“What is the address here?” I ask.

“CareNow dot com!” she says, her voice elevating. I shake my head.

“No, ma’am. I mean the clinic’s address. It’s asking for it.”

“Hendersonville. It’ll say Hendersonville.”

I turn my phone around so she can see it.

“It’s asking for the physical add–”

She throws up her hand, turns around, and walks away. I try to call after her and she just throws side-eyes. “You can figure it out.”

Now I’m going to pause here to highlight something: I understand I can be brusk under the best of circumstances. I also understand that I’m wearing a mask so she really can’t see my face to know how I am feeling. And I also understand they are under a tremendous amount of stress due to the pandemic. I’m a very understanding person.

But now, I’m also embarrassed. As someone who prides themselves in having an incredibly vociferous and particularly vicious inner Karen (something that has gotten me more than one free steak dinner when speaking to cable and phone companies for friends — looking at you, Russ Minton), I feel the need to stress that I was *in no way* being rude, confrontational, or angry.

I look at the waiting room, and a woman is sitting nearby. She’s dumbfounded.

“Did that just happen?” I ask? She shakes her head. “I mean, really. Am I having some weird hallucination?”

She chuckles and I leave. I go to the car, resolved to become a Trump voter and consigned to my status as a super spreader.

I drive for a few minutes to clear my head, but I just can’t let it go. So I call the clinic and ask to speak to the clinic manager. In fact, I have to call four times because it keeps dropping the call. When I do finally get the clinic manager on the phone, she is appalled. (They usually are.) But she also informs me that this individual “does not normally work here, and she wouldn’t.” Apparently, the clinic manager’s had her own issues with this young woman.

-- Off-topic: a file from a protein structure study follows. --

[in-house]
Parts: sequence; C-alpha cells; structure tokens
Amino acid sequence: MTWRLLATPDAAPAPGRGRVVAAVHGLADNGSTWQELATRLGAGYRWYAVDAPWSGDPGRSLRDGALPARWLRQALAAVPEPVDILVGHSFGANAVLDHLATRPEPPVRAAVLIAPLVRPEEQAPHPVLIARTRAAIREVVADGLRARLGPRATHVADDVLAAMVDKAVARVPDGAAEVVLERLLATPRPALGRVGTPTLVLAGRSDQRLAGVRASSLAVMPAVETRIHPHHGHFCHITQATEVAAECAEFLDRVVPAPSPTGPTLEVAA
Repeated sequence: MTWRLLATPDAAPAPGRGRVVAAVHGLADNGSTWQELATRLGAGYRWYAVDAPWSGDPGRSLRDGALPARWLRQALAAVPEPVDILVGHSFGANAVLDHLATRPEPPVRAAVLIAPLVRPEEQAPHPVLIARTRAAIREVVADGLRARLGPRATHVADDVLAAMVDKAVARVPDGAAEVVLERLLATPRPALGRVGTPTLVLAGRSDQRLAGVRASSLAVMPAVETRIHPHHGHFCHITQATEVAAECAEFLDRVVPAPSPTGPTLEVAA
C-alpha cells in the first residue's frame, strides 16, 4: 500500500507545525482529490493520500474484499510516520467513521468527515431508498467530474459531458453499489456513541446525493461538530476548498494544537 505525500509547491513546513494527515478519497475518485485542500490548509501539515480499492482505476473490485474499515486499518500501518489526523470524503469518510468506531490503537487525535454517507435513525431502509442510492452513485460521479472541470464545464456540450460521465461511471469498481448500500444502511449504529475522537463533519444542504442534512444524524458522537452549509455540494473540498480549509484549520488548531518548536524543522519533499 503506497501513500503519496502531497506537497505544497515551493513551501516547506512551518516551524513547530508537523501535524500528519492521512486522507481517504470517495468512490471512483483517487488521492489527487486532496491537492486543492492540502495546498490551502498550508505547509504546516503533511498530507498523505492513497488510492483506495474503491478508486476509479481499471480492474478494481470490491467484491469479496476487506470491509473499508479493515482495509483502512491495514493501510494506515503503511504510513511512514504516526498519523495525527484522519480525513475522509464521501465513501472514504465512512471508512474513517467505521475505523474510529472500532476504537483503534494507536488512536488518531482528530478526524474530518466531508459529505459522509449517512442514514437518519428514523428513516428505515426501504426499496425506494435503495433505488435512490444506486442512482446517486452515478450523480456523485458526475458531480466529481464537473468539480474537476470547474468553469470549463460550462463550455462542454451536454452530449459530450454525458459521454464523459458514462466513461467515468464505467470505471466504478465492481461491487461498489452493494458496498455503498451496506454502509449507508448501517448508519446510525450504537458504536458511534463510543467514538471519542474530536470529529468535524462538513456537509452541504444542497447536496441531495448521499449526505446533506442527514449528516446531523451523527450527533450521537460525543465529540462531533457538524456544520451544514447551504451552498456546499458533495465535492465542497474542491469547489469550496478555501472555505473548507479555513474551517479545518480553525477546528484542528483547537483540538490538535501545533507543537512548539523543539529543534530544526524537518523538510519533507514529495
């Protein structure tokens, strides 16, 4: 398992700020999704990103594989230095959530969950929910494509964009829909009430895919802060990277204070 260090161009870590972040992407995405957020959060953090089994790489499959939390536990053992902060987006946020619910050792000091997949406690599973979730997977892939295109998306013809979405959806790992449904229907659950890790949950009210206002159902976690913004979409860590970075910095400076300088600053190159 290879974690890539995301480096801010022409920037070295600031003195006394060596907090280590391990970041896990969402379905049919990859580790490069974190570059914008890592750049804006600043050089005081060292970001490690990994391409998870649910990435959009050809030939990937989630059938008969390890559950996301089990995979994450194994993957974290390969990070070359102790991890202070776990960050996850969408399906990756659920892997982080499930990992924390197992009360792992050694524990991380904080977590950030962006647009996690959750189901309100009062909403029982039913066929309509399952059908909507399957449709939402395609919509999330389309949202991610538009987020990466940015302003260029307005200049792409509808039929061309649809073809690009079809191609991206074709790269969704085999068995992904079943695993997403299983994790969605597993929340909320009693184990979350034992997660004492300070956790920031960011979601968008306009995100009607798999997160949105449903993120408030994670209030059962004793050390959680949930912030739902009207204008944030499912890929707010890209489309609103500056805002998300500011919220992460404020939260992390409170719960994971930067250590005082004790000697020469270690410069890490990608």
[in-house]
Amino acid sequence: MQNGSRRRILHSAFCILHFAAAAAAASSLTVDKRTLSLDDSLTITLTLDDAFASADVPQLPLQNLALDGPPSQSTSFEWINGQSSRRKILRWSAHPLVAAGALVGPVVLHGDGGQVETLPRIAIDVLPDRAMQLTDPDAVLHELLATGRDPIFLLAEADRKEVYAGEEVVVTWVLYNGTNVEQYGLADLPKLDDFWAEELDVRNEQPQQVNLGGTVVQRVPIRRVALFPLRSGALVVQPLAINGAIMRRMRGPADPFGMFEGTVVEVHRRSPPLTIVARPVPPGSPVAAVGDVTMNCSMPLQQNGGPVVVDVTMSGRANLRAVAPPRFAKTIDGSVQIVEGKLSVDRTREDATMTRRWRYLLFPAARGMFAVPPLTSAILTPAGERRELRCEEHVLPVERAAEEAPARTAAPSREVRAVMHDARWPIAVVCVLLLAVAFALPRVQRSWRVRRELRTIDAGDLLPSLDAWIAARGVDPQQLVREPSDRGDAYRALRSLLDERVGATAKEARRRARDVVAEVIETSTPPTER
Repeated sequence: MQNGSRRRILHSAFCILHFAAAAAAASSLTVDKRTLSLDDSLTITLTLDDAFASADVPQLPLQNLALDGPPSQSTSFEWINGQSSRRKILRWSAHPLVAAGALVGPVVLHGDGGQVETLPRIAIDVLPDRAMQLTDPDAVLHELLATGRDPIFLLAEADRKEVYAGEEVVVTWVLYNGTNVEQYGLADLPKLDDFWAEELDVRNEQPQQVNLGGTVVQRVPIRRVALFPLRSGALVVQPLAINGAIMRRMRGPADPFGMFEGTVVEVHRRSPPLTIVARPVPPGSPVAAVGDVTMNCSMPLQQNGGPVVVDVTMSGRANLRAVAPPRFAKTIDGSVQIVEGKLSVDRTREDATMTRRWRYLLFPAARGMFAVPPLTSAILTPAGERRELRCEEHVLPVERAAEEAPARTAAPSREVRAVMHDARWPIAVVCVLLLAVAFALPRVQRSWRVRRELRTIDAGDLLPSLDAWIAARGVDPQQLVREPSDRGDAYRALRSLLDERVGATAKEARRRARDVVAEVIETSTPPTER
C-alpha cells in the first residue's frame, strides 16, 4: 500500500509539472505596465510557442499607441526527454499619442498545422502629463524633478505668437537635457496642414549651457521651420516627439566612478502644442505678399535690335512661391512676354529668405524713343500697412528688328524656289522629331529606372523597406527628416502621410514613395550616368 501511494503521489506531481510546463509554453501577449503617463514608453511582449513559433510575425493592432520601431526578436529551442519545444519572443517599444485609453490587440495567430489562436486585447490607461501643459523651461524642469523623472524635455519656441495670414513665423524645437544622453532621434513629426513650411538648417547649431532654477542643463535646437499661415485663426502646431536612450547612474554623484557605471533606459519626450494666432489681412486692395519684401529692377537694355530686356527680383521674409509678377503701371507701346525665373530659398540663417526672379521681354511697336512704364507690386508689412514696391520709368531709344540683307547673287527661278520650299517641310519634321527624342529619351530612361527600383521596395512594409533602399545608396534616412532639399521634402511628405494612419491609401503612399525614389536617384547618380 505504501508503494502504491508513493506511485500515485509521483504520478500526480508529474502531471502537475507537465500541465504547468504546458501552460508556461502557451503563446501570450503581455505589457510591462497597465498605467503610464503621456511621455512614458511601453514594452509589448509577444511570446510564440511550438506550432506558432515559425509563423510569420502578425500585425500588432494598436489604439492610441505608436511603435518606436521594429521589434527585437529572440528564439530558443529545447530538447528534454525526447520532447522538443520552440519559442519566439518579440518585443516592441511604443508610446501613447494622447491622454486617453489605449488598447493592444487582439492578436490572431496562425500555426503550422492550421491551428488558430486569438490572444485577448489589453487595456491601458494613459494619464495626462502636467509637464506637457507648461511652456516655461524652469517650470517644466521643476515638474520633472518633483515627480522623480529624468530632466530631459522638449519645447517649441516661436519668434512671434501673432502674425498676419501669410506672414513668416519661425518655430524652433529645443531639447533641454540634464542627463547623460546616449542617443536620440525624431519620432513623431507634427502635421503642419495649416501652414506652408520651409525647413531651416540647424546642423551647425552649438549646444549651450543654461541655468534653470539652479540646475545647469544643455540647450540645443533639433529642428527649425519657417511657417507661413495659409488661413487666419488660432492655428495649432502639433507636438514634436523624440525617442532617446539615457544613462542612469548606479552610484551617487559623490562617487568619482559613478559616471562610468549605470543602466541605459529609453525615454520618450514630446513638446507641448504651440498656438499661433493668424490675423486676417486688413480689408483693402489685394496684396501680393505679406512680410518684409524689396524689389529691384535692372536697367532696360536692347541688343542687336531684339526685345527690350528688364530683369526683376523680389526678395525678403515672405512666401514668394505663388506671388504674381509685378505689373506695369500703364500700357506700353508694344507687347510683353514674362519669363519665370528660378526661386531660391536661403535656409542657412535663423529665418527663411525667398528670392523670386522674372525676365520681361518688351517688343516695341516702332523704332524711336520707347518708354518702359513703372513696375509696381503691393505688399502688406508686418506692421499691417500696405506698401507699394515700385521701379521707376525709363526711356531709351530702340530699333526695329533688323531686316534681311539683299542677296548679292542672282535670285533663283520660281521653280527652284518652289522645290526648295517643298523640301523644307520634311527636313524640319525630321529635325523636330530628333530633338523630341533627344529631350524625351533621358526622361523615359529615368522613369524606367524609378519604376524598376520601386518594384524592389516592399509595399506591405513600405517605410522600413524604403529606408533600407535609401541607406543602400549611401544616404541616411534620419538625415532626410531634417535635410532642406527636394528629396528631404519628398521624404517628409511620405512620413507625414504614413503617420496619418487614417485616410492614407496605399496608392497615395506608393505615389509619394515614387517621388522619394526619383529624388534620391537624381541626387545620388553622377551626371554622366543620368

After a brief conversation in which she apologizes three times for the woman’s behavior, I thank the manager and the call ends, crisis averted and my insurance company’s $700 worth of tests firmly in their “win” column for the day. But the call left me thinking about all those Karens out there. No, not the racists assclowns who report children selling lemonade or men birding. I was thinking about the more run-of-the-mill, “I need to speak with your manager” Karens who we see screaming their heads off because their latte was too hot or not hot enough, the ones who are upset that the restaurant lost the reservation for their grandmother’s 100th Birthday Dinner. You know–the sympathetic Karens, the ones where we are both laughing and sad, because we realize, “there, but for the grace of God, go I.”

I start thinking about compassion. It’s easy to show compassion to someone who is, in turn, showing compassion to you. But compassion on a one-way street? That’s the hard one. Sometimes, I know I fall short of exhibiting that compassion in the face of anger. And God knows I’ve had more than my fair share of that over the years. (Google me. Click “News” and then read about ten years’ worth of posts. It’s all there.) It’s something I struggle with, and I’m not sure I’ll ever master.

And working in the medical field right now can’t be easy. So today, when I go for my 1:30 appointment to get my brain poked, my throat scratched, and my ears examined, I think I’ll show up with a bucket of Pumpkin Spice Something from Starbucks and a dozen donuts.